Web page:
For companies, manufacturers, dealers and buyers in the digital world, the last six months have been a great opportunity to see everything that is going on more succinctly and easily than ever before. Fespa, which has been a triennial show, now sees the opportunity to do an all-digital show in the intervening years for Europe. SGIA has only used the Digital show as a quick fill-in and is going back to the full format for 2007. It will be interesting to see how the two shows, in very similar customer markets. continue from here.
The EAGLE is pleased to see that SGIA has continued its "digital presence" into 2006 by incorporating a two-track, complete digital workflow this fall, showing design through RIP, print and finish for both rigid substrates and for flexible materials. And, south of the border, the largest show in Mexico, Imprexpo in Guadalajara, has redefined itself for 2006 as "Imprexpo Digital." Imprexpo has shifted its focus to "visual communication." In the new format, there will be less emphasis on offset and much more on digital printing with a special focus on specialty graphics. Imprexpo is scheduled for November 15-17.
For many years, before the changes in ownership and market that caused the demise of the Seybold Seminars, that expo, as an all digital event, had significant success and seemed to champion solutions rather than hardware. From a market viewpoint, The EAGLE would like to hear from industry members with their thoughts on the current breadth of trade shows in the marketplace and suggestions about how they would be most helpful to vendors and end users going forward.
Stephen P. Aranoff is founder and principal of ARTTEX Associates. He has 28 years experience in the development and profitable distribution of printing/digital imaging market products. Managing prepress technology companies from start-up through significant growth, such as Xyvision, Eikonix, Raytheon Graphics, UNDA, and ScanView, he has played a leading role in introducing many first-of-a-kind successful printing industry products.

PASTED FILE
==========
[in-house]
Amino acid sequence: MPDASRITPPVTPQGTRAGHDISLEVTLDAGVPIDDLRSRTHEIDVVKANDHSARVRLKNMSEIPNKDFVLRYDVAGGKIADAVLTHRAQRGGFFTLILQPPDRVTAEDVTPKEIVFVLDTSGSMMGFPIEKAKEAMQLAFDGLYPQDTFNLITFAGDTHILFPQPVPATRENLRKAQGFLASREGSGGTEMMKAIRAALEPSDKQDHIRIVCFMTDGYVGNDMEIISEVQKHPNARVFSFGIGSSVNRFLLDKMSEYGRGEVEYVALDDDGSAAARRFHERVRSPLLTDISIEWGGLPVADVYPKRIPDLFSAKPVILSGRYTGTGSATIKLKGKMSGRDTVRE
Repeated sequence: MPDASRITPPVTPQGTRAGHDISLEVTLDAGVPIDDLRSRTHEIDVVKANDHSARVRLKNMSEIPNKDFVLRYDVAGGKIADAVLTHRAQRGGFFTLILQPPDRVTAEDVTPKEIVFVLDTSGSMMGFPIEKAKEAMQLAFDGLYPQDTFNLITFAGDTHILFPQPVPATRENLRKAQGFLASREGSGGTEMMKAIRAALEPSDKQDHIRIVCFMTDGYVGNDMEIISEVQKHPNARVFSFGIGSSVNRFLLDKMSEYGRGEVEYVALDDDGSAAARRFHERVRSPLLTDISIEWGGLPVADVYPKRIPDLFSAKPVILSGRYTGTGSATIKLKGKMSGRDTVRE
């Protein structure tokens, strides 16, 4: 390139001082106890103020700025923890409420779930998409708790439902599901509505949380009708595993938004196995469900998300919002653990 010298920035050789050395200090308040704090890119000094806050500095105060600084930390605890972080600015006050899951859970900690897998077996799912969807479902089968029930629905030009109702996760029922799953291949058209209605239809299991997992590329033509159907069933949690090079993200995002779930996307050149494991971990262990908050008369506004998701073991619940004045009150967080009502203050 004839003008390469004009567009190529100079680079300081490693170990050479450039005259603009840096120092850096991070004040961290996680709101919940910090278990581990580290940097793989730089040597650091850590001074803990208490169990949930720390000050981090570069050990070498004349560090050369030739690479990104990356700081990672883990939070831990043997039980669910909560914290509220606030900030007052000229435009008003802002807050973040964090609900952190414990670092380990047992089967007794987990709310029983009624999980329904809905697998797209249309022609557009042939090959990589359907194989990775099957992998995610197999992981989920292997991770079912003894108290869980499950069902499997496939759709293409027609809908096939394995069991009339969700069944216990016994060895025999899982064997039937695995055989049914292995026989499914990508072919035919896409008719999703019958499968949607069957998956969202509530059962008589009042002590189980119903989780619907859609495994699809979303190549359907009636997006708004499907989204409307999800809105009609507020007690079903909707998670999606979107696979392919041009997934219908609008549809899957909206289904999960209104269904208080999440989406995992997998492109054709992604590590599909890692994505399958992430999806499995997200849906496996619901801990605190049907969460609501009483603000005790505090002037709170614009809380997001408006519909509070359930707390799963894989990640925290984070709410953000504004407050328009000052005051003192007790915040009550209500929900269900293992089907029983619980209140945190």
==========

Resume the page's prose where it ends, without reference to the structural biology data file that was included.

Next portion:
Since 1986, ARTTEX has provided pragmatic business, marketing and sales strategy and implementation consulting to both large and small client companies based upon this successful operating expertise - including bringing off shore products to the domestic market.
Well known clients include: Cactus/3M, Dainippon Screen, Heartland Imaging/VieNet, Island Graphics, Kodak, Ricoh, and Scitex, as well as venture capitalists, law firms and startup technology ventures.
Since 1995, Mr. Aranoff has specialized in the marketing and distribution of Digital Imaging products, with emphasis on marketplace convergence brought about by the use of powerful off-the-shelf components.
Mr. Aranoff also holds a Masters Degrees in Systems Engineering and an MBA Degree, with Distinction, in Sales/Marketing. He often serves as a speaker and forum moderator and for many years, has done so at NAGASA's Forums. He is also a frequent guest writer for digital imaging publications.
Contact Stephen Aranoff at: 25 Canyon Shadows Drive, Sedona, AZ 86336 USA, Tel: (928)282-4173, Cell: (928)300-8757, Fax: (775)254-5768, email: Steve@arttex.com
Robert L. FitzPatrick, president of FitzPatrick Management Inc., is an industrial relations consultant, writer, speaker, facilitator, and trade association advisor. He is a nationally recognized analyst of mature industries. His work involves grasping the fundamental economic needs of all parties in the supply chain as well as understanding the dynamics and life cycles of products.
Since 1981, Robert FitzPatrick has continuously published THE EAGLE, a unique and influential journal that analyzes technology, manufacturer/ dealer relations and trends in analog and digital product distribution. His articles on the dynamics of mature industries have appeared in trade journals for graphic arts, sanitation supply, automobile parts, office automation, wholesale florist and food processing industries, among others.
He has been a featured speaker at dealer conferences for Hewlett Packard, FujiFilm, among other major companies and he has organized international dealer/manufacturer conferences in Antwerp, Belgium and in Guadalajara, Mexico. Consultancy clients of FitzPatrick Management include Fuji Photo, DuPont, Lastra S.p.a., Anchor Chemistry, AB Dick, #1 Network, London Litho, Heartland Imaging, VieNet.com, among others.
He was a consultant and featured speaker at the meetings of Food Industries Suppliers Association (FISA) four consecutive years. In 1997, Robert FitzPatrick co-authored and published the first book to expose and critique the multi-level marketing model of sales and distribution. Entitled, False Profits, this book is available in bookstores nationwide or from the publisher at web site www.falseprofits.com. He has served as Expert Witness in various cases involving pyramid scheme fraud perpetrated against independent distributors.
Contact Robert FitzPatrick at 1522 Lilac Rd., Charlotte, NC 28209 USA. Tel.: (704) 334-2047, Fax: (704) 334-0220, Email: email@example.com.